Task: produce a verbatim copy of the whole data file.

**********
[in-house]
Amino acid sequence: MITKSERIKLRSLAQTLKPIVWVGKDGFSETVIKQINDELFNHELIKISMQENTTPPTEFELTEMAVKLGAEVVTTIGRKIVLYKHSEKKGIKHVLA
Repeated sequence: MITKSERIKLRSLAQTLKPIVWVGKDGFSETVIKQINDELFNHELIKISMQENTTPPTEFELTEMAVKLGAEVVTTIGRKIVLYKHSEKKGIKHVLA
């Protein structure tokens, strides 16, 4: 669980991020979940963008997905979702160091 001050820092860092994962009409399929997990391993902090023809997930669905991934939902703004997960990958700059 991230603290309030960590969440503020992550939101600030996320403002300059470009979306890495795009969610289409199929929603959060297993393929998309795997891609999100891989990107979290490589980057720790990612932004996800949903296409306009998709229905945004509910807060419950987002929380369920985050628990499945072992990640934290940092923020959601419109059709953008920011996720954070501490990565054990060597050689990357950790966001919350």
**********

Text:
[in-house]
Amino acid sequence: MITKSERIKLRSLAQTLKPIVWVGKDGFSETVIKQINDELFNHELIKISMQENTTPPTEFELTEMAVKLGAEVVTTIGRKIVLYKHSEKKGIKHVLA
Repeated sequence: MITKSERIKLRSLAQTLKPIVWVGKDGFSETVIKQINDELFNHELIKISMQENTTPPTEFELTEMAVKLGAEVVTTIGRKIVLYKHSEKKGIKHVLA
């Protein structure tokens, strides 16, 4: 669980991020979940963008997905979702160091 001050820092860092994962009409399929997990391993902090023809997930669905991934939902703004997960990958700059 991230603290309030960590969440503020992550939101600030996320403002300059470009979306890495795009969610289409199929929603959060297993393929998309795997891609999100891989990107979290490589980057720790990612932004996800949903296409306009998709229905945004509910807060419950987002929380369920985050628990499945072992990640934290940092923020959601419109059709953008920011996720954070501490990565054990060597050689990357950790966001919350």